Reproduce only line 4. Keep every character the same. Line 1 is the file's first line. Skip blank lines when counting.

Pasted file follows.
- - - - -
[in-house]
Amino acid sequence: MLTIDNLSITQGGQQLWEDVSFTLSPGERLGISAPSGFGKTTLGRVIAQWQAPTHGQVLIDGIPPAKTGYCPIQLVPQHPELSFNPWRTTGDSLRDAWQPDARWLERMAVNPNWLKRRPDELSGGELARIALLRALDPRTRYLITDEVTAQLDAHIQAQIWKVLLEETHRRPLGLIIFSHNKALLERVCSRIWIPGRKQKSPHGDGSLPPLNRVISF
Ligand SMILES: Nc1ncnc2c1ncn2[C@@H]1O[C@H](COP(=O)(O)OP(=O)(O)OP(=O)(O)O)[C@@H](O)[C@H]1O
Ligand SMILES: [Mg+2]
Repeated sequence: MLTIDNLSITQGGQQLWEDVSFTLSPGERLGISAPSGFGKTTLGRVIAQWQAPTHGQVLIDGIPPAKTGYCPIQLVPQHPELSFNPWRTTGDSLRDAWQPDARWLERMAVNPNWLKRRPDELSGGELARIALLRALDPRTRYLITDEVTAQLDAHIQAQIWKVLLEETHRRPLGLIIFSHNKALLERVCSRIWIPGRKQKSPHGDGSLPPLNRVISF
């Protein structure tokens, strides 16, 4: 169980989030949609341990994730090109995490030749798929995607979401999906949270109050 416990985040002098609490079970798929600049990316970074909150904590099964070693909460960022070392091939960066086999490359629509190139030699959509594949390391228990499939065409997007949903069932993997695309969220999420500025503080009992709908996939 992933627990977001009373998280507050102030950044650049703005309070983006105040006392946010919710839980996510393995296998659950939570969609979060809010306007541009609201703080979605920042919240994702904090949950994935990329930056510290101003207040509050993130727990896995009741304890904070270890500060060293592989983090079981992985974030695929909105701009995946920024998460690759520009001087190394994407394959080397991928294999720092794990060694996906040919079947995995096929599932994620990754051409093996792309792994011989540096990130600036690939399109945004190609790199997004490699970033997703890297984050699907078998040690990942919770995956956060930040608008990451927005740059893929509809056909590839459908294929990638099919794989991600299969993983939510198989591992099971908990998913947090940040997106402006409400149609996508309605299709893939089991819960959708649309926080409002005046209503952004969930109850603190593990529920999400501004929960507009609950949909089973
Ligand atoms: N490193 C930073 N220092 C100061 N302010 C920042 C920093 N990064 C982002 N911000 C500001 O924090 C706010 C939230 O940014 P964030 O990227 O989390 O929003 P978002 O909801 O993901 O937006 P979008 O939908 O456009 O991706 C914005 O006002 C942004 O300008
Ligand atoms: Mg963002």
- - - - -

Ligand SMILES: [Mg+2]